I’ve already posted enough links for the interested reader to follow my investigation and my reviews of this material, so I won’t repeat myself here. Suffice it to say that it’s not easy to find the linkage between the New Covenant and the people of the nations. It’s there, but it’s elusive.

But Derek’s wee article about the story of Joseph captured a key part of understanding how the nations benefit from Israel and conversely, how Israel benefits (or should benefit) from us.

In one of my numerous reviews of the Rudolph and Willits book Introduction to Messianic Judaism, it was also well documented by more than one contributor that Jews and Gentiles in Messianic Judaism are mutually dependent. In spite of my stated support for exclusive Messianic Jewish communities, it becomes impossible to fully isolate all Messianic Jews from all Messianic Gentiles or the non-Jewish believers in Jesus. While the covenant and community distinctions remain, we are two populations united within one body or ekklesia through Messiah. After all, God’s Temple is to be a house of prayer for all people (Isaiah 56:7) and not the Jewish people only.

But look at how the blessings flow as described in Derek’s paragraph. The blessings from Israel to the nations come first and only afterward do we bless Israel. Israel was always meant to be a light to the nations, to attract the nations to the God of Israel by being a special, set apart people.

So keep and do them, for that is your wisdom and your understanding in the sight of the peoples who will hear all these statutes and say, ‘Surely this great nation is a wise and understanding people.’ For what great nation is there that has a god so near to it as is the Lord our God whenever we call on Him? Or what great nation is there that has statutes and judgments as righteous as this whole law which I am setting before you today?

Deuteronomy 4:6-8 (NASB)

He says, “It is too small a thing that You should be My Servant
To raise up the tribes of Jacob and to restore the preserved ones of Israel; I will also make You a light of the nations
So that My salvation may reach to the end of the earth.”

Isaiah 49:6

lightThis isn’t to say that the nations in coming to God would co-opt Israel and her unique relationship with God through the covenants and the mitzvot, but it is not a mistake to believe that God has always intended to bring all the nations to Him, as it is written, “every knee will bow” (Isaiah 45:23, Romans 14:11, Philippians 2:10).

But the relationship is complementary. Consider marriage as we understand it from the Bible. While a man and a woman become “one flesh” (Genesis 2:24, Mark 10:8, Ephesians 5:31), it obviously doesn’t mean that all physical and behavioral distinctions between a man and a woman vanish on their wedding day. The man remains male and the woman remains female. They enter into a single “body” or “assembly” if you will, by accepting upon themselves a mutually beneficial and complementary set of roles in relation to one another. So too it is with Jews and Gentiles in the ekklesia of Messiah.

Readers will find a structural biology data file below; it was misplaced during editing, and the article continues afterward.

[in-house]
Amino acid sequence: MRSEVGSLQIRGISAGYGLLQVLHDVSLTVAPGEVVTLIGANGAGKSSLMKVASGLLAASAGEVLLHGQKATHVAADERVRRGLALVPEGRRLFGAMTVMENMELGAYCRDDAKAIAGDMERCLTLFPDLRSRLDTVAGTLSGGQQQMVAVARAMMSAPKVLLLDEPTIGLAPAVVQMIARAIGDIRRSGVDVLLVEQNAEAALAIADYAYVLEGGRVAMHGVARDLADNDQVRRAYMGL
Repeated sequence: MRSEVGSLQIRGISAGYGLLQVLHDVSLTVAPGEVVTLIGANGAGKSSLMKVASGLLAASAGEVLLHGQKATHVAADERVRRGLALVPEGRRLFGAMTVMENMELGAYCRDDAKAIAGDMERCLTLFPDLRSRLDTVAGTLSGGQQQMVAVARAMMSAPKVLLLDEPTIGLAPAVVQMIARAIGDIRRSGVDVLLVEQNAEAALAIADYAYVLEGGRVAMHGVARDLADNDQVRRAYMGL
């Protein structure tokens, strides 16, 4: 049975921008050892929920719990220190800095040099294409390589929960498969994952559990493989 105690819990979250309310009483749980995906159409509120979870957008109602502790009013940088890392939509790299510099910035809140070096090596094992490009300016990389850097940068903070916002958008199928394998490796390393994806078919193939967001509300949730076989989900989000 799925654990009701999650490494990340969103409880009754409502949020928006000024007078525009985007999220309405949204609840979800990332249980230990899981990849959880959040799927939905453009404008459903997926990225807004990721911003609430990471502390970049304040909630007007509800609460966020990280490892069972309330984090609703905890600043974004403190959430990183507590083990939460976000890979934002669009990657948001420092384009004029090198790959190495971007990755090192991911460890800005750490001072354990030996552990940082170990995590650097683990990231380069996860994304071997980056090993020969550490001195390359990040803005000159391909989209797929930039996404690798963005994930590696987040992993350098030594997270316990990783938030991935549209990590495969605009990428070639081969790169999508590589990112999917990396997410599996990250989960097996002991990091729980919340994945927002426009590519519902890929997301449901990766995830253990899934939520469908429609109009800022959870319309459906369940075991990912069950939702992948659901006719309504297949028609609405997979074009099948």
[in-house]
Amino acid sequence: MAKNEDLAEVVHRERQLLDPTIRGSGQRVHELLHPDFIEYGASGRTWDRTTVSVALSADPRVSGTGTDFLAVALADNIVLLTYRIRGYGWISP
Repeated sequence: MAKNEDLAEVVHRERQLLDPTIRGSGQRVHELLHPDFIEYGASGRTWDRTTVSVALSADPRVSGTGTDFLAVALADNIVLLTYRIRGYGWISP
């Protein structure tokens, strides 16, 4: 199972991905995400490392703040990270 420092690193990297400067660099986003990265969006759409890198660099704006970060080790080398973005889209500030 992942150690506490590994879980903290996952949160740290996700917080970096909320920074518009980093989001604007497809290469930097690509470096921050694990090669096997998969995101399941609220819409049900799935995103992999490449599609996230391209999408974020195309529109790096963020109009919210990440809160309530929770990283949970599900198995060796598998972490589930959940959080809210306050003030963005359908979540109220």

There is neither Jew nor Greek, there is neither slave nor free man, there is neither male nor female; for you are all one in Christ Jesus.

Galatians 3:28

Such an understanding makes the above-quoted verse from Paul’s letter to the Galatians a bit more comprehensible. Being “one in Christ Jesus” is like being “one flesh” within the context of marriage. It doesn’t mean a total fusing of identity and physical characteristics. It means that even though we have different and distinct roles and identities, we all receive the blessings and benefits of abiding within the Messiah’s assembly.

In the story of Joseph, Joseph, representing Israel (and literally Israel’s son), blesses the nations of the world by saving the world, starting with Egypt, from starvation during a terrible seven-year famine. The ultimate consequence of Israel blessing the nations is that Egypt returns the favor by taking in Jacob and his entire family (representing national Israel), and giving them Goshen, the choicest portion of Egypt, as their own.

Of course, this foreshadows more sinister events, but if we stop the story right here, we have a good example of how Messianic Jews and Gentiles should relate to one another. It is through Israel that we Gentiles even have an awareness of the true nature of the Messiah and how our faith in him attaches us to God and allows us to benefit from many blessings of the New Covenant without actually being named as covenant members. We become equal co-participants in the ekklesia of Messiah, breaking bread, so to speak, alongside our Jewish brothers and sisters at the same table.

There are many Gentiles (such as me) who do not have local access to a Messianic community of Jews or even Messianic Gentiles, and yet, we are a part of a larger assembly, standing alongside each other in our mutual faith and trust in Hashem through devotion to Messiah. In that sense, we are never alone, though we may not, for months or even years, meet with another person who shares our conceptualization of the workings of the New Covenant and the continued validity of the mitzvot for the Jewish people as their obedience to covenant and King.

I recently read a blog post asking “How do you KNOW the will of God” for your life? In Judaism, one studies Torah not for the sake of knowledge, but in order to do Torah, that is, to perform and fulfill the mitzvot. This is somewhat different if you’re not Jewish and, for example, the wearing of tzitzit and laying of tefillin are not practical indicators of a Gentile’s righteousness.